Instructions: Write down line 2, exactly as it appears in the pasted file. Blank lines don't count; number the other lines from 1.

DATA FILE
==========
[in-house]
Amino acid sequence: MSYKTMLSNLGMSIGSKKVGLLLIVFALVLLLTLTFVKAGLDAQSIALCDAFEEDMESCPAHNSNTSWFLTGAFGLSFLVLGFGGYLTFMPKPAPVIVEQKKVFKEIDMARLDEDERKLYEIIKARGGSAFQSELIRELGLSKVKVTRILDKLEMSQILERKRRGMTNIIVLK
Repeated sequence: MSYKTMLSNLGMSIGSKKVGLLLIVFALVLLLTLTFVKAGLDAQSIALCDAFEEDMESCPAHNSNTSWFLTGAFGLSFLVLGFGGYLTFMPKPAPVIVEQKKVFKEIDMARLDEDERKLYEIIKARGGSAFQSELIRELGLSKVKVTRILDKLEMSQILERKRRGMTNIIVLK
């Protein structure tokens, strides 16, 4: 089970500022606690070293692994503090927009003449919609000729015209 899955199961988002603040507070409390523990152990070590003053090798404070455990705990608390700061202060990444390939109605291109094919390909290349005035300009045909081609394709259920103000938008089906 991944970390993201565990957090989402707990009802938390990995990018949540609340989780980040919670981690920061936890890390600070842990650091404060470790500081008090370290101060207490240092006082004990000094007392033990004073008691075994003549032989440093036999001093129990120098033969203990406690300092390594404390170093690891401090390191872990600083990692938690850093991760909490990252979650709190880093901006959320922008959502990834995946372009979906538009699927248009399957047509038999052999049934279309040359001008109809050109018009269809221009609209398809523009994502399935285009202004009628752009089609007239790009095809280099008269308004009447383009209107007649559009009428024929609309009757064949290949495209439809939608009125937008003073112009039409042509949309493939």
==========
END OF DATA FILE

Amino acid sequence: MSYKTMLSNLGMSIGSKKVGLLLIVFALVLLLTLTFVKAGLDAQSIALCDAFEEDMESCPAHNSNTSWFLTGAFGLSFLVLGFGGYLTFMPKPAPVIVEQKKVFKEIDMARLDEDERKLYEIIKARGGSAFQSELIRELGLSKVKVTRILDKLEMSQILERKRRGMTNIIVLK